Joe Fairless: With your REIT, is your — I hate to say elevator pitch, because I don’t pitch things and I know you don’t either, but your short and sweet value proposition basically that? It’s “Hey, you’re likely gonna get a better return than buying a bond, and you have a collateralized asset?”
Dave Sobelman: No, that’s not my value proposition at all, because having a public REIT – there’s a tremendous amount of disclosure and transparency. That’s one of the things I like about the REIT – just telling the public everything. One thing I like to say is that my REIT Generation Income Properties is not a new concept. I’m not the first triple net lease REIT. In fact, there are 14 other triple net lease REITs that are currently trading all on the New York Stock Exchange.
Now, each one of those REITs has their own strategy within this niche product type. Some people say “We’re strictly gonna buy retail properties” or “We’re strictly gonna buy net lease office properties, or industrial properties.” Some other REITs will say “We don’t wanna buy any credit-worthy tenants whatsoever, so we will never have a Walgreens using that example in our portfolio. We only wanna buy much higher risk credit tenants, because our returns are higher”, and then different variations on everything I just said.
Joe Fairless: Okay.
Dave Sobelman: So the difference between Generation Income Properties and the other 14 net lease REITs is that GIP focuses on the real estate. Now, let me tell you what that means. When someone goes to buy a net lease property, typically they’re looking at the credit of the tenant and how long the lease is, because they want to make sure that their investment can actually pay them income, pay the rent for as long a period as possible, and that’s great. But you are buying that Walgreens that we’re using as an example in midtown Manhattan or in Dubuque, Iowa. With all due respect to Dubuque, Iowa, there’s probably a drastic difference in the valuation of the real estate than midtown Manhattan.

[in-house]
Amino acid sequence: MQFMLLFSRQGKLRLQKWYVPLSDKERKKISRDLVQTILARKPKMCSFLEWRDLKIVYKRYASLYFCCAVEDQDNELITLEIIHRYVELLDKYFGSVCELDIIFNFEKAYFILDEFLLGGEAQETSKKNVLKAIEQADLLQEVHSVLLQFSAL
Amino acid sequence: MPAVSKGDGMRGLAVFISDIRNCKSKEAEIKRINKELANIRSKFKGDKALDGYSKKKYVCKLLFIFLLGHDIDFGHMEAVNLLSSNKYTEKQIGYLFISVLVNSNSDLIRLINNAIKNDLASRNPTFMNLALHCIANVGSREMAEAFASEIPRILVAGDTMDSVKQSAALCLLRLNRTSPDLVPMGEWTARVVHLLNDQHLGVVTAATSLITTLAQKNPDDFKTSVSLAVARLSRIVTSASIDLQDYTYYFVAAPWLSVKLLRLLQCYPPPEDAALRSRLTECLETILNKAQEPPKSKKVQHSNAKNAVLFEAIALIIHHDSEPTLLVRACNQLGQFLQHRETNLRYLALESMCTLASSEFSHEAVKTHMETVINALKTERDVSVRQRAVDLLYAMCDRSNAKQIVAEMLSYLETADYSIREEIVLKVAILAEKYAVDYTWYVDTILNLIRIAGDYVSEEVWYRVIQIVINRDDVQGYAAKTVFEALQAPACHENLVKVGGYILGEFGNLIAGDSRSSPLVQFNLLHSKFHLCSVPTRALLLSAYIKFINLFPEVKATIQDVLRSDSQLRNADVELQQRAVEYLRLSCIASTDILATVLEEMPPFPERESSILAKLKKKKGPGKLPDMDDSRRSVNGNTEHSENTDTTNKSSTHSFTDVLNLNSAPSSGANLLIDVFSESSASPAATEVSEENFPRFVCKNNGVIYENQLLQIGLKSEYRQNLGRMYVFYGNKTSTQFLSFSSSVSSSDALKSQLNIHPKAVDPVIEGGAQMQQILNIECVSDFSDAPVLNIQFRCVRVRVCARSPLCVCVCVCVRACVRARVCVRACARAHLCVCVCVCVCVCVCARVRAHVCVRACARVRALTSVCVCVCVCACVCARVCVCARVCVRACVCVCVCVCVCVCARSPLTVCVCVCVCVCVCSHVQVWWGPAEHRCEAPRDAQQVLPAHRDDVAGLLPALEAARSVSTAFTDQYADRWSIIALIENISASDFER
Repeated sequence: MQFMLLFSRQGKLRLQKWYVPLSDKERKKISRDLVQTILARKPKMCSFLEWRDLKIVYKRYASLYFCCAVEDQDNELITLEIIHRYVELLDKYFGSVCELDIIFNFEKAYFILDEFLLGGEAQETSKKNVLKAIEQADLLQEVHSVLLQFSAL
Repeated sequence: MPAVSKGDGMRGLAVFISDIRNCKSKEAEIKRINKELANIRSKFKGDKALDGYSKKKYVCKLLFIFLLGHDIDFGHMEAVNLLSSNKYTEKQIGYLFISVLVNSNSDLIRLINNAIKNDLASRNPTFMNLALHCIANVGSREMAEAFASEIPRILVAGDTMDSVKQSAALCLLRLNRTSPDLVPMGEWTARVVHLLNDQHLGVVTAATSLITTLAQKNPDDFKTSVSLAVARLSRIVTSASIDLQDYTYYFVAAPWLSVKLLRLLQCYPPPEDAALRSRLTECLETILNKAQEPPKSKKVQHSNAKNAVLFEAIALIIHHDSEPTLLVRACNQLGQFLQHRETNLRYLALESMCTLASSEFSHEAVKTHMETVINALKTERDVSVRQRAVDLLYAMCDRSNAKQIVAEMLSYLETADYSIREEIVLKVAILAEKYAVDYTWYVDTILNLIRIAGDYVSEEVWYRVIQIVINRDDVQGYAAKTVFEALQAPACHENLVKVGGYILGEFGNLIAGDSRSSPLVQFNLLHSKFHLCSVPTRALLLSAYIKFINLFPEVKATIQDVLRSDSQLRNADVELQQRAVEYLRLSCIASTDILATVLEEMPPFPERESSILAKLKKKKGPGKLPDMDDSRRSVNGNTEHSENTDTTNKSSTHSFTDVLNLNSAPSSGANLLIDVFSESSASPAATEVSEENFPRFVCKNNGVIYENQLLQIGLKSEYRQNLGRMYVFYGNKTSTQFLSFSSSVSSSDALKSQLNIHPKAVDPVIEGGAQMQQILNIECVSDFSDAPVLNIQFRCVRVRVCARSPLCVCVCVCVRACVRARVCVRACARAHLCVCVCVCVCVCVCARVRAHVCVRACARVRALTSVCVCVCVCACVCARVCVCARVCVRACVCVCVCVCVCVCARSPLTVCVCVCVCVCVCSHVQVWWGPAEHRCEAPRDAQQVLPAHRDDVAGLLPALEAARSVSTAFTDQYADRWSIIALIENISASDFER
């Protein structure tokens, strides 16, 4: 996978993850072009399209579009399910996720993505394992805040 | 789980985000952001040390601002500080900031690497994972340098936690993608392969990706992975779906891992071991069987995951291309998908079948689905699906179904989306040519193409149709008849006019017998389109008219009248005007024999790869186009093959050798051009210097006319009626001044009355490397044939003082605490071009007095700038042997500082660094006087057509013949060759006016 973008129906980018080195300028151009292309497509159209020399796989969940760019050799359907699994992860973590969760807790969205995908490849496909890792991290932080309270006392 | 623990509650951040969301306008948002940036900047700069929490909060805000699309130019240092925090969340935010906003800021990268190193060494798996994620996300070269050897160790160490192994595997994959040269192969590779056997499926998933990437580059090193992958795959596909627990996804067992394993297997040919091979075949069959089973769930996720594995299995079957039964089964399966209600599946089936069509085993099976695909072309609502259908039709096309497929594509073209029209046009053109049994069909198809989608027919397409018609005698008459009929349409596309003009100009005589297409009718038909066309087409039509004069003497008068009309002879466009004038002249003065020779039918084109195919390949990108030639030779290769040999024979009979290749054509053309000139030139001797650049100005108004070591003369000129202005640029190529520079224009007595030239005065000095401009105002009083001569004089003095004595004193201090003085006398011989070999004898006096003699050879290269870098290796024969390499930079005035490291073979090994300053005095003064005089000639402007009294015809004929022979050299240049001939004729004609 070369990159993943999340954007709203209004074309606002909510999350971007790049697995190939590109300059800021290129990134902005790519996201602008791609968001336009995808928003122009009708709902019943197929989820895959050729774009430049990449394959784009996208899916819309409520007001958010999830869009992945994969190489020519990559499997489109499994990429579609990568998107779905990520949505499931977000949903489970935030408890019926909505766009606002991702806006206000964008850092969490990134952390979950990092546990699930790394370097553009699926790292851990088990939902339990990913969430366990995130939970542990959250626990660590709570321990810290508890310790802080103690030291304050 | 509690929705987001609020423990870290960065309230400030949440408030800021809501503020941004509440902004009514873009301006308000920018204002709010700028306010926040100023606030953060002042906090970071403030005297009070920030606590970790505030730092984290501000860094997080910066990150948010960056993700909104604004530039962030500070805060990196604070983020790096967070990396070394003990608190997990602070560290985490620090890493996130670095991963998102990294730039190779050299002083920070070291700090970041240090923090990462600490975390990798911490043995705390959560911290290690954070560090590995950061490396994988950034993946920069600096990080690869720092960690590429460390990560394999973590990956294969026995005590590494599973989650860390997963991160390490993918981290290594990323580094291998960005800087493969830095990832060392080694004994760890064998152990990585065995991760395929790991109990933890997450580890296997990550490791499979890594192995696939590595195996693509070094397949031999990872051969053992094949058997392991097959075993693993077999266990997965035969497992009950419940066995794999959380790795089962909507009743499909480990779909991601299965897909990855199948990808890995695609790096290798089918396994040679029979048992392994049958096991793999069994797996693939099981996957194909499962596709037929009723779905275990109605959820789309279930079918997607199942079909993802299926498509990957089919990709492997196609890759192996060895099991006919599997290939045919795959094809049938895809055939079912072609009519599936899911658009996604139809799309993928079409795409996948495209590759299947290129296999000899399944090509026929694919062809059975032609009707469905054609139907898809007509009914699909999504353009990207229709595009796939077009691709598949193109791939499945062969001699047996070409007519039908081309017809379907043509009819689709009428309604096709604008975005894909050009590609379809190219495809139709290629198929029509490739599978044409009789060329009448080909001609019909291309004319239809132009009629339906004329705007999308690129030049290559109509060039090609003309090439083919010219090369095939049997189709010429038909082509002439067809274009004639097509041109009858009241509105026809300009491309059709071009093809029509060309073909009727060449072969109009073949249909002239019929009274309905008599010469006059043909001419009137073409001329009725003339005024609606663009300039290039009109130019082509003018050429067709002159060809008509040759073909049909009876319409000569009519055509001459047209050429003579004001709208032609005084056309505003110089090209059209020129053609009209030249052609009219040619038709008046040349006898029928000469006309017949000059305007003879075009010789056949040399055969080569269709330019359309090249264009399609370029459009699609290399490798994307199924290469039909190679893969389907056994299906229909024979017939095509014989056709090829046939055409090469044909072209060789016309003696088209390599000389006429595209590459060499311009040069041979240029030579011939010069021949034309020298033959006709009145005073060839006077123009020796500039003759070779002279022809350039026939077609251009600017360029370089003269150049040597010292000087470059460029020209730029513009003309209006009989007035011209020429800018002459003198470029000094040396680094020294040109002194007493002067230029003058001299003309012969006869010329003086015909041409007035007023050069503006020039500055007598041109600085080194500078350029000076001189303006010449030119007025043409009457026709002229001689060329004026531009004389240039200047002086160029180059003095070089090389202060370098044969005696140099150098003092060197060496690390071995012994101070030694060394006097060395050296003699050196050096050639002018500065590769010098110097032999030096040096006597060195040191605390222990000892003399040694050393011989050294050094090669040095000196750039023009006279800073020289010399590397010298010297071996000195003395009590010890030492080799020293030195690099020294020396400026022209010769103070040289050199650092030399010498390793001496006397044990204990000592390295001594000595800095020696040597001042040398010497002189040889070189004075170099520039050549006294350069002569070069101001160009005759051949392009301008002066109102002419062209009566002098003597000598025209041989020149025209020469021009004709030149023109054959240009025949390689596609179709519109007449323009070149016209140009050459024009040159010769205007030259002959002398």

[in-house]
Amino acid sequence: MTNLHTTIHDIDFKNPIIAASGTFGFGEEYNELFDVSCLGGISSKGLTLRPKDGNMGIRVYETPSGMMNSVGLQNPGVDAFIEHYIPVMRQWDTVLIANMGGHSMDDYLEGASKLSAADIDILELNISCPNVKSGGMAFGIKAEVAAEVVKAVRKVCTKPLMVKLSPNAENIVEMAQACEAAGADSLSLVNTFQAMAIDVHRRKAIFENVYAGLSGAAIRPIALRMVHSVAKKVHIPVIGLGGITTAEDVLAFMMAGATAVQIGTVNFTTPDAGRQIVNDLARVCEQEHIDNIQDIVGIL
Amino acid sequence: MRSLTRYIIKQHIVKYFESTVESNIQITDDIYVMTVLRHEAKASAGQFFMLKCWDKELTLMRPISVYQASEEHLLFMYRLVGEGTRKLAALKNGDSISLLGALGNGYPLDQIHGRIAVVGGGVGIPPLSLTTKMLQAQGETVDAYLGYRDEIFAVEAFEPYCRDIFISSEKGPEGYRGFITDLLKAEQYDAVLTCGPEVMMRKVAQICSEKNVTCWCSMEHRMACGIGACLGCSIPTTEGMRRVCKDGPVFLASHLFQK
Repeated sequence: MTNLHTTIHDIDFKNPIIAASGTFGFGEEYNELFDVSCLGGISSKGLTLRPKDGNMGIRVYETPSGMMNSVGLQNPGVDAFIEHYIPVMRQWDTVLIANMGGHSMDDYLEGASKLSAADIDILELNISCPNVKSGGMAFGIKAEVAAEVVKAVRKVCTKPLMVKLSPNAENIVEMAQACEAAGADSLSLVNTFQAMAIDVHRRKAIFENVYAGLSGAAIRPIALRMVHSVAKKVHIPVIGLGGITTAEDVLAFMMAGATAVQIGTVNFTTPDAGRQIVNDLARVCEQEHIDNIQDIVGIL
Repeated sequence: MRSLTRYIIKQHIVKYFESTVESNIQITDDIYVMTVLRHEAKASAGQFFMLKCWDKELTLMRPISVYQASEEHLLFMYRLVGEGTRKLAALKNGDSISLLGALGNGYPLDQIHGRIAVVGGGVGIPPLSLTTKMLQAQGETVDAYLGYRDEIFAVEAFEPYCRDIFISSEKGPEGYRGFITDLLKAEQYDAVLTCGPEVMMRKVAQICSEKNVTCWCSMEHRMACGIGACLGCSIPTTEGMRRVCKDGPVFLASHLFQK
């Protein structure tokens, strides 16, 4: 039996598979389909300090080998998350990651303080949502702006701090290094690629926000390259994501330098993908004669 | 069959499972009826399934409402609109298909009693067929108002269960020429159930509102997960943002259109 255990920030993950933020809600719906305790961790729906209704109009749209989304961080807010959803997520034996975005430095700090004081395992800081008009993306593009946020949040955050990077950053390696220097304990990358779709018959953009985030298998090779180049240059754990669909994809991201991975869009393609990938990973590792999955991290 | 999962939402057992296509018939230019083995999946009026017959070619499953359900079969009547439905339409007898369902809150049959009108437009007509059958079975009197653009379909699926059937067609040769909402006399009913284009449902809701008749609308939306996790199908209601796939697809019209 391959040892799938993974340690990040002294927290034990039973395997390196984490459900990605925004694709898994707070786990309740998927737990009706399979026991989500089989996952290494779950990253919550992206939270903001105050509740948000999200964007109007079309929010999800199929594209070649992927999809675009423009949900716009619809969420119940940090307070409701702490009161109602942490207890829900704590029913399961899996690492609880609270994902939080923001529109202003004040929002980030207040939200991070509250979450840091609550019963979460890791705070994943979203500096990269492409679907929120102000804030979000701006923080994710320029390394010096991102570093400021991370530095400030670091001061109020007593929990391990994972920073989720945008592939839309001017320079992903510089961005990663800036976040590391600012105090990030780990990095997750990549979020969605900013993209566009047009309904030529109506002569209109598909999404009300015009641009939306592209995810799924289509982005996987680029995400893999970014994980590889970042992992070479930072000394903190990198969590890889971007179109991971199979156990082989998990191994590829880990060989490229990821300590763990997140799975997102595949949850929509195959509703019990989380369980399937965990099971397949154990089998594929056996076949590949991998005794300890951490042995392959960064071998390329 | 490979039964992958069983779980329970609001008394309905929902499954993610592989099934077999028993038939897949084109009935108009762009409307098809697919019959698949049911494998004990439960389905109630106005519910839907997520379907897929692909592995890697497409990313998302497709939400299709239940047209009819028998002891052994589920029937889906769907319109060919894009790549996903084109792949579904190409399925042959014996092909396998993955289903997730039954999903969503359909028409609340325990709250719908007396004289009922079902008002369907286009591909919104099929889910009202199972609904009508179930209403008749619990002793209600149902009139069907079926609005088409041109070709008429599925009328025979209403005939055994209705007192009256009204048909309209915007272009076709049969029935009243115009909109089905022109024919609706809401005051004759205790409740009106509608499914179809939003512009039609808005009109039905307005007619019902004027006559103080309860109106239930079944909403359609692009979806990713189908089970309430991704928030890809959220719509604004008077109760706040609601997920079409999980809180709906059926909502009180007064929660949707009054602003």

So Generation Income Properties puts the real estate underwriting first, because what we wanna do is increase the value of that real estate during our ownership, and ultimately what that means is not only do we get paid this rent from these investment-grade credit tenants with long-term leases, but there’s a much higher probability of that property appreciation during our ownership, and being a public company, if you do have appreciation of your assets, then the assets or net asset value of the entire company increases, and ultimately what happens is the stock price increases along with it. So I’m treating Generation Income Properties as a growth company, much more so than just a dividend machine, which all the other net lease REITs provide. They wanna tell their shareholders “If you invest with us, we will pay you a 4% return and we’ll pay you every quarter or every month, however it is.” A lot of people like that consistency, but I also provide that same market dividend, but I’m also giving the shareholders a much higher probability of increasing the stock price by buying only in the top 20 highest density cities in the country, like New York, L.A., Atlanta, Washington DC and so on. And they’re all listed on my website, the top 20 cities.
Joe Fairless: How do you increase the value of a triple net lease property?
Dave Sobelman: Just as I stated – by buying good real estate. Because most people derive the value of a net lease property from the credit of the tenant, and the length of the lease. What ultimately happens is the price is derived based on a return, which is called a capitalization rate (cap rate). When I mentioned the 6% return from the Walgreens earlier in the conversation, that’s what people like to see. “I’m gonna get a 6% return on my money, and I’m comfortable with that.” And that’s just based solely on the income, and they’re not really looking at increasing the value of the real estate, and that’s done strictly through higher density, better demographics, tough to invest markets, and just what we call barriers to entry, and that’s what we focus on… Because history has proven that you can quantifiably increase the value of a property by buying in these poor markets.